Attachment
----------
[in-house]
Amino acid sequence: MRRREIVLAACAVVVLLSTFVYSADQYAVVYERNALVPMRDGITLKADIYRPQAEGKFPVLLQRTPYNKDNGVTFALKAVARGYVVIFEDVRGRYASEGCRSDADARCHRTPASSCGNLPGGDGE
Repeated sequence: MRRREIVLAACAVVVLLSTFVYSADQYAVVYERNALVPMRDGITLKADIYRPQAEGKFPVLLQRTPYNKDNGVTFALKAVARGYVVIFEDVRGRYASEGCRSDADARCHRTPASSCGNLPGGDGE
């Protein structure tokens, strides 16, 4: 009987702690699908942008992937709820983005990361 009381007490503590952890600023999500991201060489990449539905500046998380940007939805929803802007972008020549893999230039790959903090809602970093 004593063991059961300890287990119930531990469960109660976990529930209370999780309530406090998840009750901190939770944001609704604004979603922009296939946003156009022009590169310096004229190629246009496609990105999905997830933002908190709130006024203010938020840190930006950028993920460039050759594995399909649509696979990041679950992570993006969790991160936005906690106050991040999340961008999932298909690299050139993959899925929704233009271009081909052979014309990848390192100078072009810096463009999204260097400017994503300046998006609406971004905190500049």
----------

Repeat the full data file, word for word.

[in-house]
Amino acid sequence: MRRREIVLAACAVVVLLSTFVYSADQYAVVYERNALVPMRDGITLKADIYRPQAEGKFPVLLQRTPYNKDNGVTFALKAVARGYVVIFEDVRGRYASEGCRSDADARCHRTPASSCGNLPGGDGE
Repeated sequence: MRRREIVLAACAVVVLLSTFVYSADQYAVVYERNALVPMRDGITLKADIYRPQAEGKFPVLLQRTPYNKDNGVTFALKAVARGYVVIFEDVRGRYASEGCRSDADARCHRTPASSCGNLPGGDGE
């Protein structure tokens, strides 16, 4: 009987702690699908942008992937709820983005990361 009381007490503590952890600023999500991201060489990449539905500046998380940007939805929803802007972008020549893999230039790959903090809602970093 004593063991059961300890287990119930531990469960109660976990529930209370999780309530406090998840009750901190939770944001609704604004979603922009296939946003156009022009590169310096004229190629246009496609990105999905997830933002908190709130006024203010938020840190930006950028993920460039050759594995399909649509696979990041679950992570993006969790991160936005906690106050991040999340961008999932298909690299050139993959899925929704233009271009081909052979014309990848390192100078072009810096463009999204260097400017994503300046998006609406971004905190500049």